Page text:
The above-mentioned objects and advantages of the present invention will be readily understood when considered in conjunction with the accompanying drawing, in which:
The FIGURE is a schematic diagram of the present invention which utilizes both the Coanda effect and film cooling technology.
Referring now to the FIGURE, instead of showing a tubular exhaust, there is shown a rectangular engine exhaust 8 for molding the exhaust gas flow 10 in the form of a thin sheet 11, for example, of approximately 18 inches wide and one inch thick. It should be noted that the measurement of the exhaust gas flow is strictly used for illustration purposes only and the dimension of the thin sheet is not meant to be limiting. Flow 10 is discharged adjacent to a two-dimensional convex film cooled surface 12. The convex film cooled surface 12 is the so-called Coanda surface, based on the Coanda effect, described in U.S. Pat. No. 2,052,869 issued to Henri Coanda on Sep. 1, 1936. In principle, the Coanda effect is the tendency of a gas or liquid coming out of the jet to travel close to the wall contour even if the direction of curvature of the wall is away from the axis of the jet. Coanda surface 12 does not have to be made of any particular material.
As shown, the Coanda surface is made up of two sections. At the juncture of the two sections is cooling slot 18. It should be noted that it is not mandatory to divide a Coanda surface into two sections. As shown in the FIGURE, it is clear that the lower section is separated from the upper section at a point where the line of sight of an IR detector cannot reach the second Coanda section. Cooling slot 20 is located between the underside of Coanda surface 12 and the outside insulation 21 of the exhaust system. The exhaust chamber further has cavity 16 and, looking only at the cut-away portion of the exhaust chamber, inside walls 26 and 34. Coolant air 22 and 24 are injected into cavity 16 via cooling inlets 36 and 38, respectively.
In operation, an enclosure 40 is placed over the engine exhaust 8. This allows engine exhaust gas flow 10 to flow in an upward direction into cavity 16. This hides the engine exhaust from the direct line of sight of any infrared radiation detector. However, by so doing, the inside areas of enclosure 40 are heated up by the hot exhaust gases. Further, although an opening 32 is provided, turbulence is created in cavity 16 because exhaust flow is not expediently removed from the enclosure.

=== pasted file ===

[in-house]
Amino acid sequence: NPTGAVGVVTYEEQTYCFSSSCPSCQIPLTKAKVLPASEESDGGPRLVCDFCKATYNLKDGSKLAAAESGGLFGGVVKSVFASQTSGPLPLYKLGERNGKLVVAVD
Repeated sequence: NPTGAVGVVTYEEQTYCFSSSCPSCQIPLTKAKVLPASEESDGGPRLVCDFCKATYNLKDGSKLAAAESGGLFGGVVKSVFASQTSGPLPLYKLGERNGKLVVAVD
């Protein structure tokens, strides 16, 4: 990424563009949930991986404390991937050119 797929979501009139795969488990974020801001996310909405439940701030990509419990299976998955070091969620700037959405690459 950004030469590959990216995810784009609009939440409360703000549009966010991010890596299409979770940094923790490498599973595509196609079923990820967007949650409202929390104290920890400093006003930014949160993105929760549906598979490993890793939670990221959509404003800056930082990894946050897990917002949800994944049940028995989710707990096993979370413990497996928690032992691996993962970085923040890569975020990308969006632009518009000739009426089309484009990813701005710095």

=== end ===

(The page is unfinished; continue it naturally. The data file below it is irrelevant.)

To obviate this problem, curvilinear Coanda surface 12 is placed to engage engine exhaust 8 such that gas flow 10, after being molded by engine exhaust 8 into a thin rectangular sheet 11, is guided along curvilinear Coanda surface 12, via the Coanda effect, into the atmosphere through opening 32. As can be seen, Coanda surface 12 consists of two sections, the cooling slot 18 interposed therebetween. By positioning Coanda surface 12 in such a fashion, gas flow 10, which is in the form of a rectangular sheet, is guided along the Coanda surface and exits into the atmosphere without creating the type of turbulence which would have existed in cavity 16 were it not for the Coanda surface.
To prevent heat build-up, cool air is injected on Coanda surface 12 through cooling slot 18. The cool air thus injected forms a cooling film over Coanda surface 12, separating the same from the hot exhaust gases. Cool air is also injected at the end section of Coanda surface 12 through slot 20 for further cooling the exhaust gases. Experiments have shown that the injected cool air, instead of adding additional turbulence in cavity 16, actually forms a layer for protecting Coanda surface 12 from hot exhaust gases. The lower section of Coanda surface 12 is not protected by the cool air film as it is unnecessary to do so, primarily because irrespective of how much infrared radiation it emits, it is not in a direct line of sight of any infrared radiation detector.
Some mixing occurs between the outer layers of the exhaust gas and the air in cavity 16, so that some of the air in cavity 16 is entrained by the sheet 11 and ejected to atmosphere. This aspiration effect acts to reduce the pressure in cavity 16 and must be countered to prevent a suction effect on sheet 11 which would pull it away from Coanda surface 12. The present invention accomplishes this by supplying coolant air 22 and 24 to cavity 16 through cooling inlets 36 and 38, respectively. The functions of coolant air 22 and 24 are twofold. First, by introducing coolant air from cooling inlets 36 and 38, a positive pressure is introduced into cavity 16 for getting rid of entrapped exhaust gases therein. Second, because wall 34 can become visible to infrared radiation detectors, coolant air 24 injected on wall 34 through coolant inlet 38, similar to the cooling of Coanda surface 12, forms a cooling film on wall 34, separating any hot exhaust gases therefrom. Likewise, coolant air 22 from coolant inlet 36 provides a layer of cool air separating wall 26 from the hot exhaust gases.